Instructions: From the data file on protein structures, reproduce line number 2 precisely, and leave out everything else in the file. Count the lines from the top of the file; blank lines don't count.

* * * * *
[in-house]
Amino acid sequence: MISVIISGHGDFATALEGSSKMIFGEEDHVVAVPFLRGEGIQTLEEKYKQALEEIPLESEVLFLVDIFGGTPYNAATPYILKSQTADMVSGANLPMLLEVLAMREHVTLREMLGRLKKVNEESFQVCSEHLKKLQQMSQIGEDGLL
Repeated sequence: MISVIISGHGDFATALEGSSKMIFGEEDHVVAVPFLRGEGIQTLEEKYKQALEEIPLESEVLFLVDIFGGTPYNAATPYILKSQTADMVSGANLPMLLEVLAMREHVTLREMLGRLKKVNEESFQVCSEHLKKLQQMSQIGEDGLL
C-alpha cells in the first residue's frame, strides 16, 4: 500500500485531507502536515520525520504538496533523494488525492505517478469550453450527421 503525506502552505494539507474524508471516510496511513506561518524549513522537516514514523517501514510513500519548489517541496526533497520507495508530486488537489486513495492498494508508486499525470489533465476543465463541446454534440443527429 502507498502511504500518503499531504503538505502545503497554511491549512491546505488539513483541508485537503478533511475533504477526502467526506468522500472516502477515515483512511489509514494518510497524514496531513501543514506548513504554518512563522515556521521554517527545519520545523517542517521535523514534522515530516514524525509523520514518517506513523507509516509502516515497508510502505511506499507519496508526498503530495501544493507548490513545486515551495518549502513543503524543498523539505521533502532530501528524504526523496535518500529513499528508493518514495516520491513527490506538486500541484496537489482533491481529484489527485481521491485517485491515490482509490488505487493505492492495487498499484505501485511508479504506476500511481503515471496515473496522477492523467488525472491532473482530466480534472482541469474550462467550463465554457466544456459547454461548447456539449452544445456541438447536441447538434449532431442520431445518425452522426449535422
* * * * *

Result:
Amino acid sequence: MISVIISGHGDFATALEGSSKMIFGEEDHVVAVPFLRGEGIQTLEEKYKQALEEIPLESEVLFLVDIFGGTPYNAATPYILKSQTADMVSGANLPMLLEVLAMREHVTLREMLGRLKKVNEESFQVCSEHLKKLQQMSQIGEDGLL